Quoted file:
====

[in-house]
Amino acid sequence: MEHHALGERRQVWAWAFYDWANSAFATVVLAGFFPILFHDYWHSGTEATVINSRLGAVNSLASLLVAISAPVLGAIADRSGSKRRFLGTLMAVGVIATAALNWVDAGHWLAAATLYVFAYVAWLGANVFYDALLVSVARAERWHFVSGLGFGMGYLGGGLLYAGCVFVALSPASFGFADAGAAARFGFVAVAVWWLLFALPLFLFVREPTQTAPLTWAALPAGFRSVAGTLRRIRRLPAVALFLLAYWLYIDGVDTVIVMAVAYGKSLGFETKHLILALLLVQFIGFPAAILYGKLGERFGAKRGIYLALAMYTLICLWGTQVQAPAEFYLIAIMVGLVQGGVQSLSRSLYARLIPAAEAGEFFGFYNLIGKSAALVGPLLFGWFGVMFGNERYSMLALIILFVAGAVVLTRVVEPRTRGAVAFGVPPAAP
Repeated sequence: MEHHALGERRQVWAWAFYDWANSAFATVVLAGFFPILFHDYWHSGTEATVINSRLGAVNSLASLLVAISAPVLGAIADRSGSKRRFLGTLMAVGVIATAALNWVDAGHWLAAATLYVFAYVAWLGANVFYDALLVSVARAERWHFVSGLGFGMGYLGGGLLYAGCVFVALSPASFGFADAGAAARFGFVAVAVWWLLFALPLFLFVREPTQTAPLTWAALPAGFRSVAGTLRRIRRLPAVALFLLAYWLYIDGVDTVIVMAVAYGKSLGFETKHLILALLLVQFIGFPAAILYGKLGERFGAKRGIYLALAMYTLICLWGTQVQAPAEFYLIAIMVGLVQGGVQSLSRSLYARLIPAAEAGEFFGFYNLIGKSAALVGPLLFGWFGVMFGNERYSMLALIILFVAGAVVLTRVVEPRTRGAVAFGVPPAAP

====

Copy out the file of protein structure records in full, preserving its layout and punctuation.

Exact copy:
[in-house]
Amino acid sequence: MEHHALGERRQVWAWAFYDWANSAFATVVLAGFFPILFHDYWHSGTEATVINSRLGAVNSLASLLVAISAPVLGAIADRSGSKRRFLGTLMAVGVIATAALNWVDAGHWLAAATLYVFAYVAWLGANVFYDALLVSVARAERWHFVSGLGFGMGYLGGGLLYAGCVFVALSPASFGFADAGAAARFGFVAVAVWWLLFALPLFLFVREPTQTAPLTWAALPAGFRSVAGTLRRIRRLPAVALFLLAYWLYIDGVDTVIVMAVAYGKSLGFETKHLILALLLVQFIGFPAAILYGKLGERFGAKRGIYLALAMYTLICLWGTQVQAPAEFYLIAIMVGLVQGGVQSLSRSLYARLIPAAEAGEFFGFYNLIGKSAALVGPLLFGWFGVMFGNERYSMLALIILFVAGAVVLTRVVEPRTRGAVAFGVPPAAP
Repeated sequence: MEHHALGERRQVWAWAFYDWANSAFATVVLAGFFPILFHDYWHSGTEATVINSRLGAVNSLASLLVAISAPVLGAIADRSGSKRRFLGTLMAVGVIATAALNWVDAGHWLAAATLYVFAYVAWLGANVFYDALLVSVARAERWHFVSGLGFGMGYLGGGLLYAGCVFVALSPASFGFADAGAAARFGFVAVAVWWLLFALPLFLFVREPTQTAPLTWAALPAGFRSVAGTLRRIRRLPAVALFLLAYWLYIDGVDTVIVMAVAYGKSLGFETKHLILALLLVQFIGFPAAILYGKLGERFGAKRGIYLALAMYTLICLWGTQVQAPAEFYLIAIMVGLVQGGVQSLSRSLYARLIPAAEAGEFFGFYNLIGKSAALVGPLLFGWFGVMFGNERYSMLALIILFVAGAVVLTRVVEPRTRGAVAFGVPPAAP